Dr. Juan Jose Daboub, former minister of finance of El Salvador, in his presentation on the topic “El Salvador’s reform process: Lessons learned” posited that it takes sound public policy to development a nation and not natural resources. He noted that the most important resource of a country is its people. He explained how sound public policy reforms changed his country. In fact, before his coming into office as Finance Minister in 1992, 45% of the population was extremely poor, 50% without access to public services and the country had no credibility. During the 1978-1992 period, the country recorded high debt, low growth, and high unemployment rate. Indeed, during that same period, corruption was on the rise, it took citizens 5 years to obtain a phone; as a result over 22% of the able population migrated to other countries where opportunities were available. But thanks to reforms that allowed people to take their destiny into their own hands, that offered opportunities but not hand-outs, the trends were reversed. Dr. Juan implemented reforms that opened up economy, strengthened Sate institutions, decentralised public administration, privatised some sectors of the economy as a means, not an end, engendered competition and reduced excessive State regulation. He acknowledged that the Market economy will always be imperfect, but it’s far better than a perfect bureaucracy.

The results of his reforms included the following:

  • 19% extreme poverty as compared to 45% previously,
  • 100% access to public services as compared to 50% previously,
  • 150% phone penetration into the economy
  • Low Debt/GDP
  • Higher Growth
  • Corruption decreased significantly
  • Unemployment and underemployment went down

IMANI’s Participation

Isidore Kpotufe, who currently manages the LIFE Project at IMANI made a number of contributions at the workshop. Speaking on the challenges of the implementation of the LIFE project in Ghana, he said politicians in Africa and for that matter in Ghana, prefer to raise revenue the lazy way. He noted that there are no incentives for African Governments to develop the necessary infrastructure base that will enable the State to raise as much revenue from taxes as possible. He said the inability of governments to raise the needed revenue through an efficient tax system is a time bomb for Africa’s development.   He held the view that it’s important to demystify business registration in Ghana; and this can only be done though a simple and a technology-empowered registration process. He mentioned that the complexity of the business registration process and the ineffectiveness of the tax system are the factors responsible for the informal nature of Ghana’s economy. He emphasised that ordinary people must be able to register their business without the assistance of any third party and at a low cost, which is not the case in Ghana. Isidore also suggested that the existence of a fiscal responsibility law with the oversight of an independent institution, having a legal backing could help shape how government uses revenue obtained through taxes.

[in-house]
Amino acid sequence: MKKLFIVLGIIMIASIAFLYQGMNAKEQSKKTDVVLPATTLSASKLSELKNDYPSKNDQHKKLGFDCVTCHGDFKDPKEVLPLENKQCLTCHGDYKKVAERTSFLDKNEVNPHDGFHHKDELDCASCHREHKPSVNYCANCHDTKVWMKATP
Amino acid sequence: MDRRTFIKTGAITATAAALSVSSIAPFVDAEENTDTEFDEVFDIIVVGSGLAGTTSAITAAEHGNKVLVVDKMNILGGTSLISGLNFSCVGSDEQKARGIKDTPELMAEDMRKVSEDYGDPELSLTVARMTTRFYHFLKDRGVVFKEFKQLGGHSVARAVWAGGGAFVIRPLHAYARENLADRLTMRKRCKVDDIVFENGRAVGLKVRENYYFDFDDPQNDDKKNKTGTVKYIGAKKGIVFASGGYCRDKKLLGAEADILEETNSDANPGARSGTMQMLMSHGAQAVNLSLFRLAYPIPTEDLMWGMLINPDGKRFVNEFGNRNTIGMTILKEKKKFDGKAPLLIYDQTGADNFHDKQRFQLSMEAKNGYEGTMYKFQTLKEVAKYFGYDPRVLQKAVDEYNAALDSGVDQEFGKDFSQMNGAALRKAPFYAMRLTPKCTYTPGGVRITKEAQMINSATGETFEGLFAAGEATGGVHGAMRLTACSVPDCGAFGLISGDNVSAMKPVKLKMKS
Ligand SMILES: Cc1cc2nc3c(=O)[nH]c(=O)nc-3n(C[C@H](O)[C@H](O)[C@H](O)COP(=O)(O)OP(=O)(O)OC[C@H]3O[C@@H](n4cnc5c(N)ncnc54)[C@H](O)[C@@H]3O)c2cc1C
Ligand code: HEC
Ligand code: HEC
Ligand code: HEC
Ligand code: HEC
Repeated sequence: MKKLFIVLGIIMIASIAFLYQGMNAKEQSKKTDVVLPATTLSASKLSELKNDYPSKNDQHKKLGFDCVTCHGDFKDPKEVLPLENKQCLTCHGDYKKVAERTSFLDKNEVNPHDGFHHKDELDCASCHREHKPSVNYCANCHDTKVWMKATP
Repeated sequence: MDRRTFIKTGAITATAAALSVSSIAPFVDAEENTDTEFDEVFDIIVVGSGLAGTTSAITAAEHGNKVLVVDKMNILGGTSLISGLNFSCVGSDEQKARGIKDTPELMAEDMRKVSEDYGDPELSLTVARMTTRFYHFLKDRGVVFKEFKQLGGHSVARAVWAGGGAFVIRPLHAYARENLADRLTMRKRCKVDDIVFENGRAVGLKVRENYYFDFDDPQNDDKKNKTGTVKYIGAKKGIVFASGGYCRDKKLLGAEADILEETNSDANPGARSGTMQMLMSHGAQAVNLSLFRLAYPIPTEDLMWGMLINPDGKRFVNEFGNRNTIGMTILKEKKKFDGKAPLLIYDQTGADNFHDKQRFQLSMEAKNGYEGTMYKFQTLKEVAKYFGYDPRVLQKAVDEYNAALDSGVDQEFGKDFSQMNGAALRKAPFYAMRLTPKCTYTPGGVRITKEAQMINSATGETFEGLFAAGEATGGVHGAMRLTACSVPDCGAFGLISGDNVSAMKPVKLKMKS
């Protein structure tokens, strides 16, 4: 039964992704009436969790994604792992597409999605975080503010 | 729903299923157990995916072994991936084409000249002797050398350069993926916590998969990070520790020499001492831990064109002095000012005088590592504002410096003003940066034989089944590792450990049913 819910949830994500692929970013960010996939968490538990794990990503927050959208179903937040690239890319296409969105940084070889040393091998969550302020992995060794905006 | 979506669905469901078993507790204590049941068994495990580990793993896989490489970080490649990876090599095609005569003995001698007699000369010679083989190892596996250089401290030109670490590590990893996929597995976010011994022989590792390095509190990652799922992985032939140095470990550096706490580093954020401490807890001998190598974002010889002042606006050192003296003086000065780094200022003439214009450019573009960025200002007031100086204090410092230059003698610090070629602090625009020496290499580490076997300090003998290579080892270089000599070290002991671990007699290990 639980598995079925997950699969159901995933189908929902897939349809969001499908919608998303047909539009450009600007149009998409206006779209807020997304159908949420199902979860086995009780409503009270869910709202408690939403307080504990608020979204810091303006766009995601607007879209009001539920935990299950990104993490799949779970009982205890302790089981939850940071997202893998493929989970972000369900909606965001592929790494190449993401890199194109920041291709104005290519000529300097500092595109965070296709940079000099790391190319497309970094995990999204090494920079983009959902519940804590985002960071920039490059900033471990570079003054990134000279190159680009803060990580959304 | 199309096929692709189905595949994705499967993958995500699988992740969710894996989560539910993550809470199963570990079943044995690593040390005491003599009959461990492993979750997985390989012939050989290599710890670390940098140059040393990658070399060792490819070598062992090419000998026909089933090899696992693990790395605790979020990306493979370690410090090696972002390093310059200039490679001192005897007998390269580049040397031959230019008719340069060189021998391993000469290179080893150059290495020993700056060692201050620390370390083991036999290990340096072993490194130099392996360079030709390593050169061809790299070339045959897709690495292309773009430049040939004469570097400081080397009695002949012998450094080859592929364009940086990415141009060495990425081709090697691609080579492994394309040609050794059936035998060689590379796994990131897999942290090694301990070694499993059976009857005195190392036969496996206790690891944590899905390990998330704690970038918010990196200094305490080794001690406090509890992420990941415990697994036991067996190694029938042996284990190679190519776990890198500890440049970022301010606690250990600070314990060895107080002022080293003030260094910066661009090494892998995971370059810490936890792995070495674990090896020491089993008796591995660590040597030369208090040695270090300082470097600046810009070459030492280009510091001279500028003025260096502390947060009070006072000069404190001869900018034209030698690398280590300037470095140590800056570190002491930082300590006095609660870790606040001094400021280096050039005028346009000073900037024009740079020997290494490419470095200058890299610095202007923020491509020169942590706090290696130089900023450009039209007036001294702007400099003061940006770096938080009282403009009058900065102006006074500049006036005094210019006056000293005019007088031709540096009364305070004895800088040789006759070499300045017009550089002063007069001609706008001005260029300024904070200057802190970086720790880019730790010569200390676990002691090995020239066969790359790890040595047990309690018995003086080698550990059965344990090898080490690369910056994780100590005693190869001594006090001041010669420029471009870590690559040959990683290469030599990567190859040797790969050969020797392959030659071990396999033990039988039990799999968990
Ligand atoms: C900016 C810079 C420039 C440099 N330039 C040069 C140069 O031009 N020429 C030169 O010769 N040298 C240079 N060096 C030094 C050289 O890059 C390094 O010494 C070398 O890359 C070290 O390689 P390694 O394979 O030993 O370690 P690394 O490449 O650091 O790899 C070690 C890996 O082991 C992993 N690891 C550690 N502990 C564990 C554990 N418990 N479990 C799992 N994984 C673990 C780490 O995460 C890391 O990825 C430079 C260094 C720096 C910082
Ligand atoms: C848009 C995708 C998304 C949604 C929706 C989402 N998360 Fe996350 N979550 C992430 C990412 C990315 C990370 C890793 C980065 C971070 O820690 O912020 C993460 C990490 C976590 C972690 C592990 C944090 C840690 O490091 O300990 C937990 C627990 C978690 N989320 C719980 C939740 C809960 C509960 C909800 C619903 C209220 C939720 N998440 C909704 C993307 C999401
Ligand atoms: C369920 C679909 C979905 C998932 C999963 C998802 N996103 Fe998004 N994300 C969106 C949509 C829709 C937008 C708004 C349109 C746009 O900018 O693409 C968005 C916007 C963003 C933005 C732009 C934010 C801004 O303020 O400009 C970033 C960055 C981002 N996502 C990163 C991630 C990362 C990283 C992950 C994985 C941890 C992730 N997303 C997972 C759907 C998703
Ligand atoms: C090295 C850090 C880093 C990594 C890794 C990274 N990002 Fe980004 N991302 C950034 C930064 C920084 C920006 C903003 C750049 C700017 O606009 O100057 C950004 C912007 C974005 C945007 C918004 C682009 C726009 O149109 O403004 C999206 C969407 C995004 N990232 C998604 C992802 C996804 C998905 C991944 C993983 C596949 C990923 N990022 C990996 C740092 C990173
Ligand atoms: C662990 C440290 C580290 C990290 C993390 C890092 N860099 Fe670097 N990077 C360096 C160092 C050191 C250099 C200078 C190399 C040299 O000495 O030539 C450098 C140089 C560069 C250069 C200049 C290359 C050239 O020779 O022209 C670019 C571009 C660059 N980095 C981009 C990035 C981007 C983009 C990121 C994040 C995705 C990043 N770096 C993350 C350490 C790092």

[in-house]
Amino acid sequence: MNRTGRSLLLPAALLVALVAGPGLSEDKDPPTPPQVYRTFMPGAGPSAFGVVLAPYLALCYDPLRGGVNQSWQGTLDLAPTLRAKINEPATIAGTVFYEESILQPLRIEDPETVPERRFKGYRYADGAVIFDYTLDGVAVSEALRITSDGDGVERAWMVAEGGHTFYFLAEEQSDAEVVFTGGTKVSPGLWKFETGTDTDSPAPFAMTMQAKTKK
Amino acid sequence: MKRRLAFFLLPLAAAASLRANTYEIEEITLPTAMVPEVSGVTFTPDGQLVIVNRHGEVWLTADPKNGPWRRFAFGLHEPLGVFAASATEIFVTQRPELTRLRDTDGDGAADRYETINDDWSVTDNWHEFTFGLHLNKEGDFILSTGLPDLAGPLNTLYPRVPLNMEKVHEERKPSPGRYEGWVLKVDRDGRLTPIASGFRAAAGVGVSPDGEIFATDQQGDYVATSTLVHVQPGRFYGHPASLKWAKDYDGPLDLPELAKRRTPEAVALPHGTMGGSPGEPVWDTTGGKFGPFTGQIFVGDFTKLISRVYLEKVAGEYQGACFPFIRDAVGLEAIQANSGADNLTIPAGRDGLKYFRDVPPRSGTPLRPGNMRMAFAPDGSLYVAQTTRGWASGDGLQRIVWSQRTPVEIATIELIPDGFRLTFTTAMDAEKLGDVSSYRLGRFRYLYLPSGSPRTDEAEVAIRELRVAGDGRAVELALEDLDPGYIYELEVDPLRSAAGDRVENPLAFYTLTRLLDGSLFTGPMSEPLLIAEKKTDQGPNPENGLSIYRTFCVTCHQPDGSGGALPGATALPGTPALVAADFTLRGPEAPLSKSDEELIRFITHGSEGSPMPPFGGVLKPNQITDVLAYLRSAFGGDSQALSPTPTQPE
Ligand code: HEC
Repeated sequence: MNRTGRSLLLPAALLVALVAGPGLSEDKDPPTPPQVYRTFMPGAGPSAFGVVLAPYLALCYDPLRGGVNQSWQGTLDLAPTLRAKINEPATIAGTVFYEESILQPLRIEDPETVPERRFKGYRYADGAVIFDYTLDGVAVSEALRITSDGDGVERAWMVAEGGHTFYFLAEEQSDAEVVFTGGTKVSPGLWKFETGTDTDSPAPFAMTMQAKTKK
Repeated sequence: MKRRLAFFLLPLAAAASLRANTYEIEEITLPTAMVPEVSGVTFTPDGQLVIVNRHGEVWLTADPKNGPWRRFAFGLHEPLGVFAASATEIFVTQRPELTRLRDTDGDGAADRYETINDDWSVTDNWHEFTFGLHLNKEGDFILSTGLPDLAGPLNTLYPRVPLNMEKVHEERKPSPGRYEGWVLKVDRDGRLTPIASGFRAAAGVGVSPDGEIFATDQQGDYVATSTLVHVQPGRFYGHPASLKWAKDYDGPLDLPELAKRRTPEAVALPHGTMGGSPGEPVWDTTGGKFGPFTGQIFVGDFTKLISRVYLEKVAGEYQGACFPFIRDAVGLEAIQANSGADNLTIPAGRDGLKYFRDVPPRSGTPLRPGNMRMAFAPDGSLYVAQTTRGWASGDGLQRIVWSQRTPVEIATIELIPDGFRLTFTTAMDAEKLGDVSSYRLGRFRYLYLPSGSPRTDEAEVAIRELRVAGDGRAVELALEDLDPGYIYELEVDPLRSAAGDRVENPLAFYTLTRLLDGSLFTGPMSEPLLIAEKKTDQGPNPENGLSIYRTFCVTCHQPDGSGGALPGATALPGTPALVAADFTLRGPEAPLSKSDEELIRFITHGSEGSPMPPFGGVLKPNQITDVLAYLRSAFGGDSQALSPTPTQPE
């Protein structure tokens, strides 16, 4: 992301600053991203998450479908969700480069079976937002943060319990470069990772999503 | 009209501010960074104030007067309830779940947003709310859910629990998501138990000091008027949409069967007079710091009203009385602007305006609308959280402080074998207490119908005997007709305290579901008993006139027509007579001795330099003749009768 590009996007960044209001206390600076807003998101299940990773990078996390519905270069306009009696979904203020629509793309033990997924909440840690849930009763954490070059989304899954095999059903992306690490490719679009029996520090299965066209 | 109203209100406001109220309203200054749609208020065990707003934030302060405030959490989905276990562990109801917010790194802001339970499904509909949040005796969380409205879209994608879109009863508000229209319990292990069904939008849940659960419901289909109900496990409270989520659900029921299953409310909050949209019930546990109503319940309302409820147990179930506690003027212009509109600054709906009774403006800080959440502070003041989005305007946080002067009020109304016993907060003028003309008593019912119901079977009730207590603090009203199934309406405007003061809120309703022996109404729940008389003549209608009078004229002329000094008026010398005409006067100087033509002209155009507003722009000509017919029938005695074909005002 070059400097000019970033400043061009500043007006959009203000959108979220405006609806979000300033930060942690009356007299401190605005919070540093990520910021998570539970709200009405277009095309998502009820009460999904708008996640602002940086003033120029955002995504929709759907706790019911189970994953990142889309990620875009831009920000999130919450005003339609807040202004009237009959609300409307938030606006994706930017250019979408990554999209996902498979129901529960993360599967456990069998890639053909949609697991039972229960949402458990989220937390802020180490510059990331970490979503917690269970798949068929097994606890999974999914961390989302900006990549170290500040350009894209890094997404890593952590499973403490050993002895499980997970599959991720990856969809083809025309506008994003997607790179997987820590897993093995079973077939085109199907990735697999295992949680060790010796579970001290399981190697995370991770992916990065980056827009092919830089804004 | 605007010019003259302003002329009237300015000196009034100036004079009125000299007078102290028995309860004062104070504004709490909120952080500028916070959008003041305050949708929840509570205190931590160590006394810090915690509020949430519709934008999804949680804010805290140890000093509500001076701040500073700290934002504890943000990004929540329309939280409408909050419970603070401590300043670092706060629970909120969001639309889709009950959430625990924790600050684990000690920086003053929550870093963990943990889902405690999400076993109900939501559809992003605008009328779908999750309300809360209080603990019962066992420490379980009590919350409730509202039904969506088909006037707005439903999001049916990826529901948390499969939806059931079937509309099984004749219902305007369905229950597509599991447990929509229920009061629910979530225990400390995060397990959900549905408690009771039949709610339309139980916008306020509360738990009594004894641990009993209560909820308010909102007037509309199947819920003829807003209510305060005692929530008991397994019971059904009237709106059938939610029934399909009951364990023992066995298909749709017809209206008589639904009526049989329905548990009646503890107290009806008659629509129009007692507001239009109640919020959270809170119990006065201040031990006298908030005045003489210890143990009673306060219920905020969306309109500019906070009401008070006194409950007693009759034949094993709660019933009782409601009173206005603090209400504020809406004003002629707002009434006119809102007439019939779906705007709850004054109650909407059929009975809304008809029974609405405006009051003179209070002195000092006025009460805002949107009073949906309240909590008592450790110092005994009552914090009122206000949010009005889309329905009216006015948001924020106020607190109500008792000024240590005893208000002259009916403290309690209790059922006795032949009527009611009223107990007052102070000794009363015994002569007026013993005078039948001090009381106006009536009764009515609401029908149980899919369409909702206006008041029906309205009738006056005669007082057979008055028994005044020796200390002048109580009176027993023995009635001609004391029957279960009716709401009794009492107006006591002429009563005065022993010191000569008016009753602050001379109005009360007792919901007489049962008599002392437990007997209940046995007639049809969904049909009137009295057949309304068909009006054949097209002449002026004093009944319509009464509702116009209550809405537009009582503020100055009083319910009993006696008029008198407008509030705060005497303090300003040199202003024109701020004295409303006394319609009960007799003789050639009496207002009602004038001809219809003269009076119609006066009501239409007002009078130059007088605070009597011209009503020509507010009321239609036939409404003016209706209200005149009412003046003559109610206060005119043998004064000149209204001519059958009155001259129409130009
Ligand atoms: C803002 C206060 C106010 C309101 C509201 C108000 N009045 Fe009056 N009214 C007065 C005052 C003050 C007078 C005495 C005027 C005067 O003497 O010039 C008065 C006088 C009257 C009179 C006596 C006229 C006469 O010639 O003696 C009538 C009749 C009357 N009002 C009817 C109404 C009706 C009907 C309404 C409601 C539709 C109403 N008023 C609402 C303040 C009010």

He advanced that the notable work of IMANI within the private sector has led to the appointment of its CEO, Franklin Cudjoe,  to the Users Committee of the Commercial Court of Ghana. He explained that the Users Committee advises the Commercial Court of Ghana on private sector related issues.

He emphasised that IMANI was re-adjusting its business plan for the implementation of the LIFE Project in order to surmount emerging challenges.


The workshop was a valuable experience for participants and coaches alike given the depth of knowledge acquired throughout its entire duration. Participants left the event grounds with the confidence of being able to make impacts in their respective areas and countries.